There's one other main thing that both THE HORROR OF IT ALL and the Hammer version of THE OLD DARK HOUSE have in common--they're both dopey rather than funny. THE HORROR OF IT ALL starts out with Pat Boone driving down rain-slicked London streets in the middle of the night, backed by composer Douglas Gamley's jazzy main title theme. Watching this gives one the impression the movie appears to be a German krimi thriller--but things literally go downhill soon after, as Boone's character manages to push his car down into a ravine, and he winds up stranded at his fiancee's house, surrounded by her bizarre relatives.
The bizarre relatives are played by such accomplished thespians as Valentine Dyall and Dennis Price, but they are sadly underused. (Price, playing one of his usual caddish roles, is especially wasted.) The performer who really steals the show is Andree Melly, famous among fanboys for her small but memorable role in Hammer's THE BRIDES OF DRACULA, directed of course by Terence Fisher. Melly plays cousin Natalia, a Vampira/Morticia Addams take-off. She's about as close to "Goth" as you can get in 1964, and THE HORROR OF IT ALL would have been a lot better if it had focused more on her instead of Pat Boone and his bland girlfriend (who basically is the "Marilyn Munster" of this strange family).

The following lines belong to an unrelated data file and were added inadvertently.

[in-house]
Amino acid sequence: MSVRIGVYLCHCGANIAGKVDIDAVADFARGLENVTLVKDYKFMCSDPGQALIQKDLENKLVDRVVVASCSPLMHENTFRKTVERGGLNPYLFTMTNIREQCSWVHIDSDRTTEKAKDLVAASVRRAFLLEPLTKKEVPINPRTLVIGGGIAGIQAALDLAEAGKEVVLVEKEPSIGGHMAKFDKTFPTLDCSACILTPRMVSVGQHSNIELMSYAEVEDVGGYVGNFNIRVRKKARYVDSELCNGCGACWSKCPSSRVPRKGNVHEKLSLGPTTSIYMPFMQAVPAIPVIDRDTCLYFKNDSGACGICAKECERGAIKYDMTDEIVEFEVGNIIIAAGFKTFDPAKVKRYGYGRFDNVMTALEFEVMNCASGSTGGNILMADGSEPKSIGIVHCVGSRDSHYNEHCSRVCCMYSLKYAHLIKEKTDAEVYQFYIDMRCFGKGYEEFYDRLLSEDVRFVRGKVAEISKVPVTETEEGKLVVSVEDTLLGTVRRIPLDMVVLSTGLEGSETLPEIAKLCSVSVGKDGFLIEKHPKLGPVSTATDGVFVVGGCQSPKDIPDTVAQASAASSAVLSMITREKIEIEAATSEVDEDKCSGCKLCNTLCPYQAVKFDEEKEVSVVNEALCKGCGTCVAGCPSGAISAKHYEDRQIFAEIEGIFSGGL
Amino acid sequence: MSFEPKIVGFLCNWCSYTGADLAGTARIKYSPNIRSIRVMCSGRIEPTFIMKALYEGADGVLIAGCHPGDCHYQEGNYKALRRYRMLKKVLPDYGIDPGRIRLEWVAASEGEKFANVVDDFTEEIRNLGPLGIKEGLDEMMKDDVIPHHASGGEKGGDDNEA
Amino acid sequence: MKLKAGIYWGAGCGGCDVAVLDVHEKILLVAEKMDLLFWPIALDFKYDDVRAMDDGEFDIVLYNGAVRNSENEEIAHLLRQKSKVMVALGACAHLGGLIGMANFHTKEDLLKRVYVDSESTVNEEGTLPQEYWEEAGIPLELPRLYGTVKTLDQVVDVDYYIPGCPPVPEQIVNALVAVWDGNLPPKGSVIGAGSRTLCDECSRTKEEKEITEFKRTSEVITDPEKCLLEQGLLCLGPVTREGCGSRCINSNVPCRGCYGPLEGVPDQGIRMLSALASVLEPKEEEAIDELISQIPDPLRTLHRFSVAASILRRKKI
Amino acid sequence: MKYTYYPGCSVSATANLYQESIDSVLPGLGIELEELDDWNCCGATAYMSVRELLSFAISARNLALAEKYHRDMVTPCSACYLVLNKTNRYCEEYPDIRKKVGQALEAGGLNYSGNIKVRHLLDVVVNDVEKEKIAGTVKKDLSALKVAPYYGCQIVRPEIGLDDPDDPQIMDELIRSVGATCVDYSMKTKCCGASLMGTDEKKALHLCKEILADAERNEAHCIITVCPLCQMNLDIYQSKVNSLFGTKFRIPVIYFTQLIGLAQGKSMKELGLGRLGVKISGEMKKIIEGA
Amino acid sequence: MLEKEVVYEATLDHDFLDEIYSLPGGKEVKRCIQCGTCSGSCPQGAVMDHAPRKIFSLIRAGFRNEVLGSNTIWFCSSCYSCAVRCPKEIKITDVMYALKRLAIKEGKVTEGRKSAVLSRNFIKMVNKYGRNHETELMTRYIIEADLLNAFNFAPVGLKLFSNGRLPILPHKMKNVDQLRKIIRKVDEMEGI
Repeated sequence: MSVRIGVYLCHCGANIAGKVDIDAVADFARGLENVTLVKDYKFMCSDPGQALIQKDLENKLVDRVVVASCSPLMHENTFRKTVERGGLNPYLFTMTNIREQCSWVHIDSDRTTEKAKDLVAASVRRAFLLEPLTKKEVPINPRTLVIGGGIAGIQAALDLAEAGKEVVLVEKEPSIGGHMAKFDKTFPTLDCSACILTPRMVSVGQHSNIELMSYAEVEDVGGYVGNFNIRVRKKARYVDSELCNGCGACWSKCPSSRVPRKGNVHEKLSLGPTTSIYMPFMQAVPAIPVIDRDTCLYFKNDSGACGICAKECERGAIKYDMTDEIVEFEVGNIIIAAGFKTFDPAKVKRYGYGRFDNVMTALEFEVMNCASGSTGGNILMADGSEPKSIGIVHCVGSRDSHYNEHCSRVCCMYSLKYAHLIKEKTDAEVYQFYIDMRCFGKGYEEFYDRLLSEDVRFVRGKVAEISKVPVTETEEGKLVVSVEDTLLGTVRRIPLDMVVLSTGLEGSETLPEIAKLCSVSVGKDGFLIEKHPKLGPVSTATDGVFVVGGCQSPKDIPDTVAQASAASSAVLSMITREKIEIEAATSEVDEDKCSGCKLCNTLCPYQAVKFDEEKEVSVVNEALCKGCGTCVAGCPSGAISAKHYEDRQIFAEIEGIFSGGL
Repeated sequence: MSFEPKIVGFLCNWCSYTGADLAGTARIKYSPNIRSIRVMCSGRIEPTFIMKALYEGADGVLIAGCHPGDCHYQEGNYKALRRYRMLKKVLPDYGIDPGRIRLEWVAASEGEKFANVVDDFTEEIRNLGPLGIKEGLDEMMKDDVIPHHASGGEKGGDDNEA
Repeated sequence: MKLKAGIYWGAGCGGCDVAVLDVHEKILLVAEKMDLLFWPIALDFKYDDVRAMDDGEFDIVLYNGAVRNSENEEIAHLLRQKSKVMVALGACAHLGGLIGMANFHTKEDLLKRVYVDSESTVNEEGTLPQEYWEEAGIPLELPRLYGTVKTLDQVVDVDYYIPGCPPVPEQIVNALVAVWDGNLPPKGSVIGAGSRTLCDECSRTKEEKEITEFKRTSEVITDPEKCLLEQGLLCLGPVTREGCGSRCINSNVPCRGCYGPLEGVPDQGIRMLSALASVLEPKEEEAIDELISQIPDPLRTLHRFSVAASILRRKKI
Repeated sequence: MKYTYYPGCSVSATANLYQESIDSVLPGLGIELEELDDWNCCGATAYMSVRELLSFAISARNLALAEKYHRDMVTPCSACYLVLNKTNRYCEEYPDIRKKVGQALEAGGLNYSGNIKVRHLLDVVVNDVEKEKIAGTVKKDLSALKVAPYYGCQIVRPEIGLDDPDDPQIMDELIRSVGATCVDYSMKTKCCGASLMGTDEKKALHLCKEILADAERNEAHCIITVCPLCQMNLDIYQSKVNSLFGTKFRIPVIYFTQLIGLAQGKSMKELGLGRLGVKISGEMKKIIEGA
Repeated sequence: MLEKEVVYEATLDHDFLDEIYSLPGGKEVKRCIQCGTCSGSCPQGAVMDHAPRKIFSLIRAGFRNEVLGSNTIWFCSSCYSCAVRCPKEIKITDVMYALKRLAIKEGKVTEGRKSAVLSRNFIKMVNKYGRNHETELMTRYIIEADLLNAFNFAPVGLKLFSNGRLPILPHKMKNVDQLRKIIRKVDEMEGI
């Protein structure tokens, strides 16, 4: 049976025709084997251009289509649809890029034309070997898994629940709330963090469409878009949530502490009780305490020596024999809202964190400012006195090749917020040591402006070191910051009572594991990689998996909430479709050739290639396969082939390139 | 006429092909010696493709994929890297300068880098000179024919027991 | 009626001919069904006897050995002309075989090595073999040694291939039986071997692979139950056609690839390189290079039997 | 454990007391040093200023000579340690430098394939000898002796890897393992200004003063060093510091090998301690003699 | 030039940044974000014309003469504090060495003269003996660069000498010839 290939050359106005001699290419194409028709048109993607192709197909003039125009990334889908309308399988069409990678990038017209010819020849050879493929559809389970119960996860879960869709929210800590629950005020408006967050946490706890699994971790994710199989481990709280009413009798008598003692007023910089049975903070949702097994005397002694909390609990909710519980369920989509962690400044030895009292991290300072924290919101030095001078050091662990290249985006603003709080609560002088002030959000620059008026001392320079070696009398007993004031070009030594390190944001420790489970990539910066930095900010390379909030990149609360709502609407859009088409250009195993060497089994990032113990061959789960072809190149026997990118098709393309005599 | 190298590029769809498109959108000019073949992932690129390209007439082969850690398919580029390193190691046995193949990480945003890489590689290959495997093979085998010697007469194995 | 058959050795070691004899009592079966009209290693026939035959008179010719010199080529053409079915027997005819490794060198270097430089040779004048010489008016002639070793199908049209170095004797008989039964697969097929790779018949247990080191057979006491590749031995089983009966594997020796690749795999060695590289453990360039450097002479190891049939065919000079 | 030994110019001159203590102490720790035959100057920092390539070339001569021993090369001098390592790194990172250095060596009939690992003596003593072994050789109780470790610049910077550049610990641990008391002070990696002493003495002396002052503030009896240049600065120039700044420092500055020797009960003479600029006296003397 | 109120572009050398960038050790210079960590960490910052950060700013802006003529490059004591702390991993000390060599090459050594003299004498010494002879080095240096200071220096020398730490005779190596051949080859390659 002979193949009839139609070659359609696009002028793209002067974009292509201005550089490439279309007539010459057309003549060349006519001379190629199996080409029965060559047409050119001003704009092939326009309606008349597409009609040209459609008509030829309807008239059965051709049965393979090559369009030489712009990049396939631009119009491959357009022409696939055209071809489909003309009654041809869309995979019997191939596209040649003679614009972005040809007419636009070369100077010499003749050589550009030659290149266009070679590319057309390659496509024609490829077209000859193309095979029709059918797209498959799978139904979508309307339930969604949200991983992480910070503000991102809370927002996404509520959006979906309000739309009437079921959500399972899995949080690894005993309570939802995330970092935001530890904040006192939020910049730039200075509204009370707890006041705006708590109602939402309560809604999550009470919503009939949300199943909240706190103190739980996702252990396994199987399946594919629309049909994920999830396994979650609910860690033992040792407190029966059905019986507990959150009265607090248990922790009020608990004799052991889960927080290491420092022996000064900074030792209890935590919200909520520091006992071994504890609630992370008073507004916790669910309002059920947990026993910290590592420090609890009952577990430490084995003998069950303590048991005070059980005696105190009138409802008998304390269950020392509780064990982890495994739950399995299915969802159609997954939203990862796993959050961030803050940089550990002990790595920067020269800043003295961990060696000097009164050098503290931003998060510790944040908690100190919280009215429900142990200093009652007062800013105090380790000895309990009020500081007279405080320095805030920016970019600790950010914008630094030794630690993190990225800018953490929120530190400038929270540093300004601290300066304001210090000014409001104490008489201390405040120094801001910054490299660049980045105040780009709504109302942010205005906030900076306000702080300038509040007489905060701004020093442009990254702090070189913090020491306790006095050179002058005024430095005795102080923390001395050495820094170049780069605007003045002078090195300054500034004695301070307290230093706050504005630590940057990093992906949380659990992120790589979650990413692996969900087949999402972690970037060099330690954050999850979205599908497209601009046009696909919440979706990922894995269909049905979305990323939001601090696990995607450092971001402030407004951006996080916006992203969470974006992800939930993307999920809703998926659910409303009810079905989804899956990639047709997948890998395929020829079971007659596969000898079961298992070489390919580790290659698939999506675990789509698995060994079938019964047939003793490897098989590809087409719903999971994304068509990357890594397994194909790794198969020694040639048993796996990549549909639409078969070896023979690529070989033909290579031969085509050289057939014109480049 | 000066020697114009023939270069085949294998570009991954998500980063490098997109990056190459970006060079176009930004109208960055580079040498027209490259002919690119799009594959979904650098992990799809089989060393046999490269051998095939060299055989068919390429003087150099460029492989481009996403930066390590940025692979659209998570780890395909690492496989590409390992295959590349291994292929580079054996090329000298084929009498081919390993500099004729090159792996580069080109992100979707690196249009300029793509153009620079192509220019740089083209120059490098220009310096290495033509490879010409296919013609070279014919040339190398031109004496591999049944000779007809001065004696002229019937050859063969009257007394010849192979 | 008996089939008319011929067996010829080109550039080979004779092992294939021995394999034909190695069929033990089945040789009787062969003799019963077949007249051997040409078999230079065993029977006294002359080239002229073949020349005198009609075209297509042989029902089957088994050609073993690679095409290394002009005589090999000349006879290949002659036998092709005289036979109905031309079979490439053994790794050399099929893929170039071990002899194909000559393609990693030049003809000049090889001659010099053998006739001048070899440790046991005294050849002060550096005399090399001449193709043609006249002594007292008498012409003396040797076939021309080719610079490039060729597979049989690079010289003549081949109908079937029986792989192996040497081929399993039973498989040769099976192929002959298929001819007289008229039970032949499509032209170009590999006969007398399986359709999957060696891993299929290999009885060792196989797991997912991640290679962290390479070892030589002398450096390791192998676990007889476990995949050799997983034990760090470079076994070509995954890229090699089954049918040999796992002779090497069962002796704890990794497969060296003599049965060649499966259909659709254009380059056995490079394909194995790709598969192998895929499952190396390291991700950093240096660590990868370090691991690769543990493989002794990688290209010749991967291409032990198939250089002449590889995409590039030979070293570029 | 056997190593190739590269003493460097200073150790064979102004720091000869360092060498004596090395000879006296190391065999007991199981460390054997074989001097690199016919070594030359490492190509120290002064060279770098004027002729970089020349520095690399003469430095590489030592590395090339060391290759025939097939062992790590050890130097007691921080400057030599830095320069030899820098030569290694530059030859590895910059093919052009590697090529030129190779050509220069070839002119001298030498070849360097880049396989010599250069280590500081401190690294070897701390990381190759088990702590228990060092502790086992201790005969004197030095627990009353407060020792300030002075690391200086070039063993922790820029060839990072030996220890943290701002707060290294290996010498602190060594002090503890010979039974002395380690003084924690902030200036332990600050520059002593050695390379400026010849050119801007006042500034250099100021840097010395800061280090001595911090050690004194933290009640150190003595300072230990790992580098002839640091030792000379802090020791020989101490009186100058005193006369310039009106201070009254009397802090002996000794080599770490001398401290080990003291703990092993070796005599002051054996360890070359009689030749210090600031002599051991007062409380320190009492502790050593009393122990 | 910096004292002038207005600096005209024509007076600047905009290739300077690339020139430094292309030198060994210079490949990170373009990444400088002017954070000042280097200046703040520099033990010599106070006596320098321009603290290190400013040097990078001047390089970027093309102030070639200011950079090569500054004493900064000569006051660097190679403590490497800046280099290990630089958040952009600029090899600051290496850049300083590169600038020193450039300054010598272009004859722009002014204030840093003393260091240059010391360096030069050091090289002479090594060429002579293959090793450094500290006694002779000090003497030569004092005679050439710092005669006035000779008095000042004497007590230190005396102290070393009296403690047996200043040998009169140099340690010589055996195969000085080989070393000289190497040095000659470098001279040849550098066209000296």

Dennis Price and Andree Melly in THE HORROR OF IT ALL
The plot is the standard horror-comedy tale involving relatives being killed off over a large inheritance. There's a twist ending which doesn't make a lot of sense, but in this movie, what does?
The main reason for anyone to watch THE HORROR OF IT ALL (unless you happen to be obsessed over Pat Boone) is because of the director, Terence Fisher. Fisher has often been rated too highly by his defenders, and too low by those who consider him a "workmanlike" director. My opinion is that Fisher was a very good director, not a great one....but he could raise his game when the circumstances were right. When it comes to THE HORROR OF IT ALL, I have to admit that Fisher's approach here was very...well, workmanlike. The movie is shot and staged competently...and that's about it. There's no inspiration here, no attempt to bring more to the script. It may be that Fisher was uncomfortable with sending up horror, or that light comedy wasn't he style. (Fisher's typical idea of a comic scene in one of his Hammer films was to let Miles Malleson loose for about a couple minutes.) It may also have been that Fisher was discouraged by having to do low-budget work for Robert Lippert during this period (depending on what source you read, Fisher supposedly was "in exile" from Hammer around this time due to the unenthusiastic reception given to his direction of 1962's THE PHANTOM OF THE OPERA). Whatever the reason, if you're looking for Fisher's well-known tightly edited scenes of shock and surprise, or his underlining mood reflecting "the charm of evil", you're not going to find them here--not that they would belong in a lighthearted horror spoof in the first place.
THE HORROR OF IT ALL will be mainly of interest to Hammer fanatics. It's a movie that looks old-fashioned for the time it was made--and considering that it starred Pat Boone, and came out during the height of Beatlemania, I'm sure those who saw the movie on its original release probably felt the same way.